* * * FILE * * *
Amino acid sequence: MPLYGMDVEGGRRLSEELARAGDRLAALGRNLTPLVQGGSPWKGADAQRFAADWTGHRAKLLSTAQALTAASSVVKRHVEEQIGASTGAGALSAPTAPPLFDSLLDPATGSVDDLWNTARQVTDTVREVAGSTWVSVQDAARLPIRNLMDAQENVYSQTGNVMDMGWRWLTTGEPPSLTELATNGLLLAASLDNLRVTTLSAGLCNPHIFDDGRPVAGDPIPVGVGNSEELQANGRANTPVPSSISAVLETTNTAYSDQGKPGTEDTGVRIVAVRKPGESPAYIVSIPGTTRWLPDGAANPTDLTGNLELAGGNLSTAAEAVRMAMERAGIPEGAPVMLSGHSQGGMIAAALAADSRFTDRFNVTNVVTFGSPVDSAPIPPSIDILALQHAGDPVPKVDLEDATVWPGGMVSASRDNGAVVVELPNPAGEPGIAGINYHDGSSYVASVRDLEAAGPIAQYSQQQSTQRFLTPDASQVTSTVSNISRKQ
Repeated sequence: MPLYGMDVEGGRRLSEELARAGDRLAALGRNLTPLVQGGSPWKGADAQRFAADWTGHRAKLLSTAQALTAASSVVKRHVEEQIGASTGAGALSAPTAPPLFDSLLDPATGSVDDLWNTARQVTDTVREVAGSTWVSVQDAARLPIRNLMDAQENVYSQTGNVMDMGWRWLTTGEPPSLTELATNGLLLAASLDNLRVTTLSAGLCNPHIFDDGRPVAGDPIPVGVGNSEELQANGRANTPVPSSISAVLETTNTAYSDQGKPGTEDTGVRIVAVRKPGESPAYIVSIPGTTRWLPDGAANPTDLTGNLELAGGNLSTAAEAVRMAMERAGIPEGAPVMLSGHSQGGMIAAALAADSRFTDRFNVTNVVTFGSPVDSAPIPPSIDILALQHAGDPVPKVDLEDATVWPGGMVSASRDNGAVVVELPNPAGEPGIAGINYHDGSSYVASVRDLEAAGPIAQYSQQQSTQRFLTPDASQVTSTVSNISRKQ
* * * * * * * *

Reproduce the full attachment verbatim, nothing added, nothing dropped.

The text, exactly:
Amino acid sequence: MPLYGMDVEGGRRLSEELARAGDRLAALGRNLTPLVQGGSPWKGADAQRFAADWTGHRAKLLSTAQALTAASSVVKRHVEEQIGASTGAGALSAPTAPPLFDSLLDPATGSVDDLWNTARQVTDTVREVAGSTWVSVQDAARLPIRNLMDAQENVYSQTGNVMDMGWRWLTTGEPPSLTELATNGLLLAASLDNLRVTTLSAGLCNPHIFDDGRPVAGDPIPVGVGNSEELQANGRANTPVPSSISAVLETTNTAYSDQGKPGTEDTGVRIVAVRKPGESPAYIVSIPGTTRWLPDGAANPTDLTGNLELAGGNLSTAAEAVRMAMERAGIPEGAPVMLSGHSQGGMIAAALAADSRFTDRFNVTNVVTFGSPVDSAPIPPSIDILALQHAGDPVPKVDLEDATVWPGGMVSASRDNGAVVVELPNPAGEPGIAGINYHDGSSYVASVRDLEAAGPIAQYSQQQSTQRFLTPDASQVTSTVSNISRKQ
Repeated sequence: MPLYGMDVEGGRRLSEELARAGDRLAALGRNLTPLVQGGSPWKGADAQRFAADWTGHRAKLLSTAQALTAASSVVKRHVEEQIGASTGAGALSAPTAPPLFDSLLDPATGSVDDLWNTARQVTDTVREVAGSTWVSVQDAARLPIRNLMDAQENVYSQTGNVMDMGWRWLTTGEPPSLTELATNGLLLAASLDNLRVTTLSAGLCNPHIFDDGRPVAGDPIPVGVGNSEELQANGRANTPVPSSISAVLETTNTAYSDQGKPGTEDTGVRIVAVRKPGESPAYIVSIPGTTRWLPDGAANPTDLTGNLELAGGNLSTAAEAVRMAMERAGIPEGAPVMLSGHSQGGMIAAALAADSRFTDRFNVTNVVTFGSPVDSAPIPPSIDILALQHAGDPVPKVDLEDATVWPGGMVSASRDNGAVVVELPNPAGEPGIAGINYHDGSSYVASVRDLEAAGPIAQYSQQQSTQRFLTPDASQVTSTVSNISRKQ